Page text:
BAYONETS FORCE
BURIAL OF DEAD
Soldiers Compel Rich and Poor
Alike to Dig Graves of
Unfortunates.
San Francisco, April 20.Out at the
Presidio soldiers pressed into service
all men ho came near and forced them
dfo labor at burying the dead.
So thick were the corpses piled up
that they were becoming a meafce, and
early in the day the ordei! was issued
to bury them at any cost.
The soldiers were needed for other
wok, so, at the point of rifles the citi
zens were compelled to take to the work
of burying.
Some objected at first, but the troops
stood no trifling, and every man who
came in reach was forced to work at
least one hour.
Rich men labored by the side of
workingmen digging *trenches in the
sand.
A the present writing many still re
main unburied and the soldiers are still
pressing men into service.
FLAMES GOHSUME
THE SUBTMSURY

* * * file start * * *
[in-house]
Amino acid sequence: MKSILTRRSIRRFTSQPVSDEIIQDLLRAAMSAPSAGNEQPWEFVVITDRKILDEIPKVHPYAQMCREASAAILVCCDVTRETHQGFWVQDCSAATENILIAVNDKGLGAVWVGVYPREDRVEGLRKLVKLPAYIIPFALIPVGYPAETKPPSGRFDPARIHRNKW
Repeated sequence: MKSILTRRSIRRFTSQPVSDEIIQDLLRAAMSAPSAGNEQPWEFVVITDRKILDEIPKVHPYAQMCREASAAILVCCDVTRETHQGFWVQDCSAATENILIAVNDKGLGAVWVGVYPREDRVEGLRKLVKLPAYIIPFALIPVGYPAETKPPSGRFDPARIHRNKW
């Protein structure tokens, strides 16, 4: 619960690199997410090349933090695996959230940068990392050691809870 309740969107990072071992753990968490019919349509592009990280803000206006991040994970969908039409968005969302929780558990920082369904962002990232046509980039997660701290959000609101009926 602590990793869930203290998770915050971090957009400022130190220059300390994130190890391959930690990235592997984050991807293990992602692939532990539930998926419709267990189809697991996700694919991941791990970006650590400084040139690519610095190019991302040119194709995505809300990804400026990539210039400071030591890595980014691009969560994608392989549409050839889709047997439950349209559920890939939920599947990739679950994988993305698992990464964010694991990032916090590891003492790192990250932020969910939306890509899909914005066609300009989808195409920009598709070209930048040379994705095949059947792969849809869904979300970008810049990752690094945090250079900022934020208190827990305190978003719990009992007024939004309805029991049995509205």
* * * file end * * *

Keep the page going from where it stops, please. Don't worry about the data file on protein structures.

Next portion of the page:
Assistant U. S. Treasurer in
Charge of San Francisco
Qffioe Is Missing.
"Washington, April 20.The treasury
department has so far failed to locate
the assistant treasurer or deputy at Sa
Francisco and grave fears are enter
tained that they have lost their lives.
The only person connected with the
subtreasury who has been heard from,
is J. McClure, an assistant book
keeper. has wired Secretary Shaw
from Oakland, under yesterday's date,
as follows:
"San Francisco completely destroyed
by fire following earthquake, sub
treasury burned yesterday afternoon.
Under difficulty reached wreck of
building this morning. Vaults appear
intact. Found no guards. Finally
communicated with General Funston
and secured detail of one company of
soldiers. Unable to locate assistant
treasurer, and therefore acted on own
responsibility. Chaotic conditions.
Mint building and vaults safe. Please
arrange with secretary of war for mili
tary protection to treasury vaults."
peal most powerfully to the generous spirit of every
citizen of Minneapolis.